[Beowulf] cli alternative to cluster top?
becker at scyld.com
Sun Nov 30 11:52:20 EST 2008
On Wed, 26 Nov 2008, Thomas Vixel wrote:
> I've been googling for a top-like cli tool to use on our cluster, but
> the closest thing that comes up is Rocks' "cluster top" script. That
> could be tweaked to work via the cli, but due to factors beyond my
> control (management) all functionality has to come from a pre-fab
> program rather than a software stack with local, custom modifications.
> I'm sure this has come up more than once in the HPC sector as well --
> could anyone point me to any top-like apps for our cluster?
Most remote job mechanisms only think about starting remote processes, not
about the full create-monitor-control-report functionality.
The Scyld system (currently branded "Clusterware") defaults to using a
built-in unified process space. That presents all of the processes
running over the cluster in a process space on the master machine, with
fully POSIX semantics. It neatly solves your need with... the standard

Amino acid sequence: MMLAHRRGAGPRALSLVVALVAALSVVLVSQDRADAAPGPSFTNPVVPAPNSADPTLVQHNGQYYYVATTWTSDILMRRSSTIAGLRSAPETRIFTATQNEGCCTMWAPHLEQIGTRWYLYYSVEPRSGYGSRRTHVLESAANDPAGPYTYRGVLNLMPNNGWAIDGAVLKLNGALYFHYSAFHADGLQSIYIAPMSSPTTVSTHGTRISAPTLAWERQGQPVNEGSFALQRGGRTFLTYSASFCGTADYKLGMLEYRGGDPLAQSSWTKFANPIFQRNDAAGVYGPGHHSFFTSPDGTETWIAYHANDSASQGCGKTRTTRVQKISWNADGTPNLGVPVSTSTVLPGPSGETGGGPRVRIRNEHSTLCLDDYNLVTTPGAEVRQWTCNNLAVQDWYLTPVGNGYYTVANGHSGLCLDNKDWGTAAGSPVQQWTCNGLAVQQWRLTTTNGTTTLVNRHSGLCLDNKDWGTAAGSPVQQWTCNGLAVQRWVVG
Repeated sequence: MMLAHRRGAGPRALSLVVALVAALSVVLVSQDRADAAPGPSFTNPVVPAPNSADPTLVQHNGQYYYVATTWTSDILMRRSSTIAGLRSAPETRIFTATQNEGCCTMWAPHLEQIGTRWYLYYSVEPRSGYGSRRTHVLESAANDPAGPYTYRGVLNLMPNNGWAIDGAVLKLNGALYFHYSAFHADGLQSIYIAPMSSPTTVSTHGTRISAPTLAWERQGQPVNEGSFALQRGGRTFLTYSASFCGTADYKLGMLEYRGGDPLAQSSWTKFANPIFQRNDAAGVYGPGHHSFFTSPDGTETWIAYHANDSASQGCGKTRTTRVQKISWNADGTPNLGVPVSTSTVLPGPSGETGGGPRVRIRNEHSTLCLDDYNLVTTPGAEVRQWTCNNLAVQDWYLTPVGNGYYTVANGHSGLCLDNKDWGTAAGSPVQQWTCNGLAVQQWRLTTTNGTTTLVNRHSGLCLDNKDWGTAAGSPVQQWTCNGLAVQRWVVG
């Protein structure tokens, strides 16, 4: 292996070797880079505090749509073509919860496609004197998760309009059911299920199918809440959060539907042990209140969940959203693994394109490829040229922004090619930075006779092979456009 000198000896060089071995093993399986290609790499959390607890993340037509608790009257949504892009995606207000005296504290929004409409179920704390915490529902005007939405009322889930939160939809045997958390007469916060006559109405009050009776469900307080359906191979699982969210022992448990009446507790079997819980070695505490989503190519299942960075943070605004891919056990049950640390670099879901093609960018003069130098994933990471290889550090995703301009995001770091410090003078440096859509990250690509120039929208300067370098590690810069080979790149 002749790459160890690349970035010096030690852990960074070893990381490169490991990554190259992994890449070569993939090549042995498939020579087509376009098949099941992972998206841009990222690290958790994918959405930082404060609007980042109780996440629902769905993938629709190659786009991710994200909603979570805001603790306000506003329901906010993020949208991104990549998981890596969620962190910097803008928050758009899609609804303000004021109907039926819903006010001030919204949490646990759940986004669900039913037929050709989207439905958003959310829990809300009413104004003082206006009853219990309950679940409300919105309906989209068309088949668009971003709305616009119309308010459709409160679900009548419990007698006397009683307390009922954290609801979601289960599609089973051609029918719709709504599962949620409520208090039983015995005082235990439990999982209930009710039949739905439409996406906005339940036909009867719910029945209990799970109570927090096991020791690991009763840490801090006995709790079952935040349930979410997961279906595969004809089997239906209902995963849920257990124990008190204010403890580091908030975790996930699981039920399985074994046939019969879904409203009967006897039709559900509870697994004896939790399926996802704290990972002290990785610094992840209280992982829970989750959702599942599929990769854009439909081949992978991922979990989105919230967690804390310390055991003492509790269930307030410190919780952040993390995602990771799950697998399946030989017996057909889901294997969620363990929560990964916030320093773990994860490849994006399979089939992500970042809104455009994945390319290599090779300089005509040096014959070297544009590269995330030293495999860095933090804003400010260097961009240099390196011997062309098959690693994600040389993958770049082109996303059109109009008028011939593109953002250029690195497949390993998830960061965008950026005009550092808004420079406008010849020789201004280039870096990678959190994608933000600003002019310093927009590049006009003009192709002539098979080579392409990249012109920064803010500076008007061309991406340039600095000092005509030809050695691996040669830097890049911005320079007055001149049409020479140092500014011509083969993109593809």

Most scheduling systems also have a way to monitor processes that they
start, but I haven't found one that takes advantage of all information
available and reports it quickly/efficiently.
There are many advantages of the Scyld implementation
-- no new or modified process management tools need to be written.
Standard utilities such as 'top' and 'ps' work unmodified,
as well as tools we didn't specifically plan for e.g. GUI versions of
-- The 'killall' program works over the cluster, efficiently.
-- All signals work as expected, including 'kill -9'. (Most remote
process starting mechanisms will just kill off the local endpoint,
leaving the remote process running-but-confused.)
-- Process groups and controlling-TTY groups works properly for job
control and signals
-- Running jobs report their status and statistics accurately -- an
updated 'rusage' structure is sent once per second, and a final
rusage structure and exit status is sent when the process terminates.
The "downside" is that we explicitly use Linux features and details,
relying on kernel-version-specific features. That's an issue if it's a
one-off hack, but we've been using this approach continuously for
a decade, since the Linux 2.2 kernel and over multiple
architectures. We've been producing supported commercial releases
since 2000, longer than anyone else in the business.
Donald Becker becker at scyld.com
Penguin Computing / Scyld Software
Annapolis MD and San Francisco CA
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